Another common route for business owners is a complete divestment and is usually motivated by the current owner’s retirement or other personal issues, especially family-owned enterprises heavily depending on the founder for its future development or newly formed businesses whose founders have an already envisioned exit strategy from the inception.
4. Potential industries for SMEs to do M&A
Consumer goods and retail
Consumer goods and retail, especially for F&B products, have in the recent years been on the mind of both foreign and domestic players looking to leverage the increasing consumer purchasing power and to gain a strong position in the market. In the local market, we see a transition from small scale retail shops towards a more branded scene of bigger retail chains, coupled with the emerging e-commerce industry.
Despite a fierce competition for market share, this industry will continue to be on the top for investors looking towards Vietnam – niche areas of this industry will be the next move for investors as the general market multiples keep increasing.
Vietnamese agriculture is expected to receive a wave of new developments from applying technology to improving the value chain for processing and distribution. For the M&A space, SMEs are expected to either be outcompeted and acquired by larger players or merge to deliver higher value-added products and draw better use of their existing networks and capital.
Vietnam is considered as an attractive start-up hub for large IT corporation such as Intel, Google, Microsoft, etc. Along with a boost in innovation & technology start-ups, Vietnam welcomes increased attention from investors willing to take on higher risks in SMEs. There are four main sectors where the investment space is becoming increasingly crowded, namely E-commerce, Telecommunication, Fin-tech and Ed-tech. Furthermore, some active venture capitalist funds such as IDG Ventures, CyberAgent Ventures, etc. have invested in Vietnamese renowned IT startups including Vinagame, Topica EdTech Group, Luxstay, Leflair, etc.
The logistics industry in Vietnam today is a fragmented market which is partly regulated by Foreign Ownership Limitations. According to Vietnam Logistics Association, over 1300 logistic companies are active in Vietnam today and are under big pressure from larger foreign players due to the fact that about 80% of all logistic companies in Vietnam are local but only contribute for 25% of the market share. Today the market makes up around 3% of GDP and the Vietnamese Government targets it to reach 10% of GDP by 2025. With increasing demand from customers that companies deliver a full logistic solution, the number of M&A transactions in coming years are expected to increase rapidly as other regional players are looking to expand their network throughout South-East Asia.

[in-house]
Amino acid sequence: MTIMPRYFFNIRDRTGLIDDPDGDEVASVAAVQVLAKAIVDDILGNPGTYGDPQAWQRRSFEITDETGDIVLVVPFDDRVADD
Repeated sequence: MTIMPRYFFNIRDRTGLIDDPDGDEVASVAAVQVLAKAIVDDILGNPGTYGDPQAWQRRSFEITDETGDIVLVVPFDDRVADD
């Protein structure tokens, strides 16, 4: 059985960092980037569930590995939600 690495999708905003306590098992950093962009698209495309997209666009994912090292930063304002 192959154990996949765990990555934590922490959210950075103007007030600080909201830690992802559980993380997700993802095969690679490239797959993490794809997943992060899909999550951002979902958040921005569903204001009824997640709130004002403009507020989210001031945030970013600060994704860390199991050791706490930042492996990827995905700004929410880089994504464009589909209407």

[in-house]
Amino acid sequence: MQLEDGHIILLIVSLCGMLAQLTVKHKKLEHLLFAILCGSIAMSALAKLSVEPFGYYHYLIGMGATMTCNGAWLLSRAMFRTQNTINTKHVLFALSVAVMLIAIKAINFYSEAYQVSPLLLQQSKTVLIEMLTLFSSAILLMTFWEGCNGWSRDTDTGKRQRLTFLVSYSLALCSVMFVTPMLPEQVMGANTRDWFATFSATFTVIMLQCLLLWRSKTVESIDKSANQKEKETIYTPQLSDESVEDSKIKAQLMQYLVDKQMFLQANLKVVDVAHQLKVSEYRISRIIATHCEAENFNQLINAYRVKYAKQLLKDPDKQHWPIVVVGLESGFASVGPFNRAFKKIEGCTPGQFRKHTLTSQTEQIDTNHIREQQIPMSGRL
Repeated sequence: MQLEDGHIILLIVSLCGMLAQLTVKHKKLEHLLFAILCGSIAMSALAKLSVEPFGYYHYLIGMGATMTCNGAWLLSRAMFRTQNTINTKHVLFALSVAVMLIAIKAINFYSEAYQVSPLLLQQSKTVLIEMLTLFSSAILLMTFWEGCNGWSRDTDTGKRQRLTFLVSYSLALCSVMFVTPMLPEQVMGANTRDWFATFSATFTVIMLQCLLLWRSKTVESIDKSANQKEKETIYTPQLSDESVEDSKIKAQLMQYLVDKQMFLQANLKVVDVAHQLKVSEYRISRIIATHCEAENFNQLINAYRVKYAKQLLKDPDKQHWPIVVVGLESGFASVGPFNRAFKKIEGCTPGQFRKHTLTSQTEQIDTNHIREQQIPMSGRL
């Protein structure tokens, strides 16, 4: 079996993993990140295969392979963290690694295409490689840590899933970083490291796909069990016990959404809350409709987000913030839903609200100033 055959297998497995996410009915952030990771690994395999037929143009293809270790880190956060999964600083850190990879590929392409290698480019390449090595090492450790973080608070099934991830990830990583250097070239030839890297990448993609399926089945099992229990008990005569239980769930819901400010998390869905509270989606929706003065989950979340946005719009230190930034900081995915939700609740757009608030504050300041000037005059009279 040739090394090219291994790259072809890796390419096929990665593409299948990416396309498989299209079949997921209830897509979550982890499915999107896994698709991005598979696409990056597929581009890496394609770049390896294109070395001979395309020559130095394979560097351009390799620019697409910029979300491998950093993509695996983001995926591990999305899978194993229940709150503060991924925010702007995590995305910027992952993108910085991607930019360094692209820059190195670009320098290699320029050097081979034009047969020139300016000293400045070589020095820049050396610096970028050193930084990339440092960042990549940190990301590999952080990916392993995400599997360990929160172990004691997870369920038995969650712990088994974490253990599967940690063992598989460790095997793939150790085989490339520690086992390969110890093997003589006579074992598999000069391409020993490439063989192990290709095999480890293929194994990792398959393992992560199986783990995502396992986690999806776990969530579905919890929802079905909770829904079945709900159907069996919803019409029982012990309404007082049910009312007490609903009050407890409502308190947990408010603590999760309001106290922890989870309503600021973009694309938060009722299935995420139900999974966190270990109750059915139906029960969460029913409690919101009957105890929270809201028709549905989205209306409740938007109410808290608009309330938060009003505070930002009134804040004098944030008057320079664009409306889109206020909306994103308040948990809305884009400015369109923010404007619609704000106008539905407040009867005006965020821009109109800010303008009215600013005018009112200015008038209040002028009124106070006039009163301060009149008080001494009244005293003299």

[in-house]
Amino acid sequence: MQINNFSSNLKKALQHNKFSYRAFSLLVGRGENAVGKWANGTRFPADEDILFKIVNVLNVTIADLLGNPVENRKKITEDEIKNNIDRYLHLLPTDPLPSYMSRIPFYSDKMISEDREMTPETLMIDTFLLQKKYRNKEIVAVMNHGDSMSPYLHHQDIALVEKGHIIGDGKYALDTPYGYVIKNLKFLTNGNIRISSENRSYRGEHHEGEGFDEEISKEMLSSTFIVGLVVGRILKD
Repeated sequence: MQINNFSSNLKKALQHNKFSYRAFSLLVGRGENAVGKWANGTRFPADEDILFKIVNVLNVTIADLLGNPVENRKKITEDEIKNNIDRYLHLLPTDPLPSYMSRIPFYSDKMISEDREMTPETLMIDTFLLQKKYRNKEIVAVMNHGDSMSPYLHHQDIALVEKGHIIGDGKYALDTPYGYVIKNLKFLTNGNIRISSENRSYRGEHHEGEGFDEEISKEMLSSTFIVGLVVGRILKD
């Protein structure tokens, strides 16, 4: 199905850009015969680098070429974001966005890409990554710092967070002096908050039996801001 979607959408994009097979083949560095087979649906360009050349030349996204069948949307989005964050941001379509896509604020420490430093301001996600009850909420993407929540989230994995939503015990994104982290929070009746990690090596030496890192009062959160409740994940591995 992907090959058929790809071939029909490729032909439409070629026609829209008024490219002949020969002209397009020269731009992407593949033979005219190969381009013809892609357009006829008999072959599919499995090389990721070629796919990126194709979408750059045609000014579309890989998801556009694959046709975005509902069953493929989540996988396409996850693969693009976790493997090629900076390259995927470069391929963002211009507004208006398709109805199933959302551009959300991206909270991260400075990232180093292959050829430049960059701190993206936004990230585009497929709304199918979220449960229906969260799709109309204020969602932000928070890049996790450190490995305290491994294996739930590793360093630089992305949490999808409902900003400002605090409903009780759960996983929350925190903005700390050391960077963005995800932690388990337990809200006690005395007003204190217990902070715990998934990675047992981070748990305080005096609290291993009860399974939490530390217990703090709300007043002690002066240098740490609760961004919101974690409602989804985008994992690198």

Successful transactions can provide large sources of capital, technology transfer, management capability to increase the competitiveness and market share of domestic companies.
Vietnam’s M&A market is expected to keep its fast pace in the coming years. The dominant sectors will remain in Consumer Goods, Retail and Real Estate with increased deal flow across areas in telecommunication, pharmaceutical, energy and education.
The coming years are expected to see some major deals as the privatization of State-owned Enterprises continues and the appetite from large foreign investors increases. However, it will be within the SME space where most value needs to be uncovered as they will continue to make up a big part of Vietnam’s economy and are present throughout all provinces of Vietnam.
In the next article about M&A in Vietnam, we will take a further look to the preparation and steps for domestic companies preparing for a deal process to increase valuation and reduce the risk.
TBRC is a trusted M&A advisor part of the network CDI Global, providing services for local and foreign entities looking to develop their M&A strategies. For more information about us and our services please visit our website here.
* According to General Statistics Office of Vietnam, in 2017, the total labor force in Vietnam is 54.8 million people. About 14 million people work in enterprises while 13 million people work in other economic establishments such as cooperatives, individual business establishments, administrative units, etc. The majority of labor force (about 27 million people) is self-employed such as farmers , fishermen, sellers in wet market, street vendors, motorbike taxi drivers, etc.